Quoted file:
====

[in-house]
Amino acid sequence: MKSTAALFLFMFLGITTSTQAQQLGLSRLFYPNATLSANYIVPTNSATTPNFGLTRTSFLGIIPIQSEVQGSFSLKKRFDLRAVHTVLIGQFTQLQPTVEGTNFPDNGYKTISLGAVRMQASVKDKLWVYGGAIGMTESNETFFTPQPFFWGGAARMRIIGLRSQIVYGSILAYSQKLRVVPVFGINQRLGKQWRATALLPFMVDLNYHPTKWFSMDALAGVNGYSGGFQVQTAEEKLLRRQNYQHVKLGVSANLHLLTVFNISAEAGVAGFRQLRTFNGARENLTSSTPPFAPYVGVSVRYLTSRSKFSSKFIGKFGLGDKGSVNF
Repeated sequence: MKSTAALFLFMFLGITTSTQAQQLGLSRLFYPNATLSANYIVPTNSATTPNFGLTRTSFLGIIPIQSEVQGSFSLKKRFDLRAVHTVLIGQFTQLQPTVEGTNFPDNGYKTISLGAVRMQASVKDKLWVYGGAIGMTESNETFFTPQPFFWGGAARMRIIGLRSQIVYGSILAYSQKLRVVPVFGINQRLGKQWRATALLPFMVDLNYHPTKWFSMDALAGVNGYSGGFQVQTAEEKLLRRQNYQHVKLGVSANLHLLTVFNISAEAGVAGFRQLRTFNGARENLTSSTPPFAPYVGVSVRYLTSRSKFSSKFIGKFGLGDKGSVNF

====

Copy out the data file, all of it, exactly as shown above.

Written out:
[in-house]
Amino acid sequence: MKSTAALFLFMFLGITTSTQAQQLGLSRLFYPNATLSANYIVPTNSATTPNFGLTRTSFLGIIPIQSEVQGSFSLKKRFDLRAVHTVLIGQFTQLQPTVEGTNFPDNGYKTISLGAVRMQASVKDKLWVYGGAIGMTESNETFFTPQPFFWGGAARMRIIGLRSQIVYGSILAYSQKLRVVPVFGINQRLGKQWRATALLPFMVDLNYHPTKWFSMDALAGVNGYSGGFQVQTAEEKLLRRQNYQHVKLGVSANLHLLTVFNISAEAGVAGFRQLRTFNGARENLTSSTPPFAPYVGVSVRYLTSRSKFSSKFIGKFGLGDKGSVNF
Repeated sequence: MKSTAALFLFMFLGITTSTQAQQLGLSRLFYPNATLSANYIVPTNSATTPNFGLTRTSFLGIIPIQSEVQGSFSLKKRFDLRAVHTVLIGQFTQLQPTVEGTNFPDNGYKTISLGAVRMQASVKDKLWVYGGAIGMTESNETFFTPQPFFWGGAARMRIIGLRSQIVYGSILAYSQKLRVVPVFGINQRLGKQWRATALLPFMVDLNYHPTKWFSMDALAGVNGYSGGFQVQTAEEKLLRRQNYQHVKLGVSANLHLLTVFNISAEAGVAGFRQLRTFNGARENLTSSTPPFAPYVGVSVRYLTSRSKFSSKFIGKFGLGDKGSVNF